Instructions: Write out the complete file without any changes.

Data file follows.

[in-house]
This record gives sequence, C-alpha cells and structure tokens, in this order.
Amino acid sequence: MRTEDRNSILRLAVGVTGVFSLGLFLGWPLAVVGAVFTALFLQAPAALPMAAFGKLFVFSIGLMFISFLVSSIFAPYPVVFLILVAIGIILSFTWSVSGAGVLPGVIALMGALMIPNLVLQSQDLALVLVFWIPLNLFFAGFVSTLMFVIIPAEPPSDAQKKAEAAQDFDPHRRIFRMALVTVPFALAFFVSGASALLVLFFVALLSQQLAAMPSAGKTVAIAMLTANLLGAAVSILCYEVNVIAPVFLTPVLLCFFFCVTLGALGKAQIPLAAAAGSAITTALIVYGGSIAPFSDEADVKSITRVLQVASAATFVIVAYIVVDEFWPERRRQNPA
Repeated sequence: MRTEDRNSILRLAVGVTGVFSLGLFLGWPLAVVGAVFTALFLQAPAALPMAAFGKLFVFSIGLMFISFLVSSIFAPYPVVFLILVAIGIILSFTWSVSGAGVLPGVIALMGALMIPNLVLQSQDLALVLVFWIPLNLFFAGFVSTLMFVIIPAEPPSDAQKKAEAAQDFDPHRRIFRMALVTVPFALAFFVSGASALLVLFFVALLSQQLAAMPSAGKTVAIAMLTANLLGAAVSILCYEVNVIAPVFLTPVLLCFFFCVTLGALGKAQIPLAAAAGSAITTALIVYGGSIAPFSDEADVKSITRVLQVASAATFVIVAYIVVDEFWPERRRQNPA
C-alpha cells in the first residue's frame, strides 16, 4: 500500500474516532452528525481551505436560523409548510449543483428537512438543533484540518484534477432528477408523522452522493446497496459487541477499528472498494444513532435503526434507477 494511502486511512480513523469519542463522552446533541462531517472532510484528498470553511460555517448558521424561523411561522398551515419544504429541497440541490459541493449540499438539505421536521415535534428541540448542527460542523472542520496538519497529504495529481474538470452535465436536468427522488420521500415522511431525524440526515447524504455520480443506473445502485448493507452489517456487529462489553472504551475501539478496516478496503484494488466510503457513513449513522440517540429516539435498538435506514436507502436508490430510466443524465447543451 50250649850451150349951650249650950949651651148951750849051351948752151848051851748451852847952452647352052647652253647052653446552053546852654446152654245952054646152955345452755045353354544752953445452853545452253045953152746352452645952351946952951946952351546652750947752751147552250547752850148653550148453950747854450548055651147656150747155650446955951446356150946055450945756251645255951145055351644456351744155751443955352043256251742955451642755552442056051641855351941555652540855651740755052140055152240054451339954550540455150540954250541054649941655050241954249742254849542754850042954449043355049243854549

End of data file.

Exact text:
[in-house]
This record gives sequence, C-alpha cells and structure tokens, in this order.
Amino acid sequence: MRTEDRNSILRLAVGVTGVFSLGLFLGWPLAVVGAVFTALFLQAPAALPMAAFGKLFVFSIGLMFISFLVSSIFAPYPVVFLILVAIGIILSFTWSVSGAGVLPGVIALMGALMIPNLVLQSQDLALVLVFWIPLNLFFAGFVSTLMFVIIPAEPPSDAQKKAEAAQDFDPHRRIFRMALVTVPFALAFFVSGASALLVLFFVALLSQQLAAMPSAGKTVAIAMLTANLLGAAVSILCYEVNVIAPVFLTPVLLCFFFCVTLGALGKAQIPLAAAAGSAITTALIVYGGSIAPFSDEADVKSITRVLQVASAATFVIVAYIVVDEFWPERRRQNPA
Repeated sequence: MRTEDRNSILRLAVGVTGVFSLGLFLGWPLAVVGAVFTALFLQAPAALPMAAFGKLFVFSIGLMFISFLVSSIFAPYPVVFLILVAIGIILSFTWSVSGAGVLPGVIALMGALMIPNLVLQSQDLALVLVFWIPLNLFFAGFVSTLMFVIIPAEPPSDAQKKAEAAQDFDPHRRIFRMALVTVPFALAFFVSGASALLVLFFVALLSQQLAAMPSAGKTVAIAMLTANLLGAAVSILCYEVNVIAPVFLTPVLLCFFFCVTLGALGKAQIPLAAAAGSAITTALIVYGGSIAPFSDEADVKSITRVLQVASAATFVIVAYIVVDEFWPERRRQNPA
C-alpha cells in the first residue's frame, strides 16, 4: 500500500474516532452528525481551505436560523409548510449543483428537512438543533484540518484534477432528477408523522452522493446497496459487541477499528472498494444513532435503526434507477 494511502486511512480513523469519542463522552446533541462531517472532510484528498470553511460555517448558521424561523411561522398551515419544504429541497440541490459541493449540499438539505421536521415535534428541540448542527460542523472542520496538519497529504495529481474538470452535465436536468427522488420521500415522511431525524440526515447524504455520480443506473445502485448493507452489517456487529462489553472504551475501539478496516478496503484494488466510503457513513449513522440517540429516539435498538435506514436507502436508490430510466443524465447543451 50250649850451150349951650249650950949651651148951750849051351948752151848051851748451852847952452647352052647652253647052653446552053546852654446152654245952054646152955345452755045353354544752953445452853545452253045953152746352452645952351946952951946952351546652750947752751147552250547752850148653550148453950747854450548055651147656150747155650446955951446356150946055450945756251645255951145055351644456351744155751443955352043256251742955451642755552442056051641855351941555652540855651740755052140055152240054451339954550540455150540954250541054649941655050241954249742254849542754850042954449043355049243854549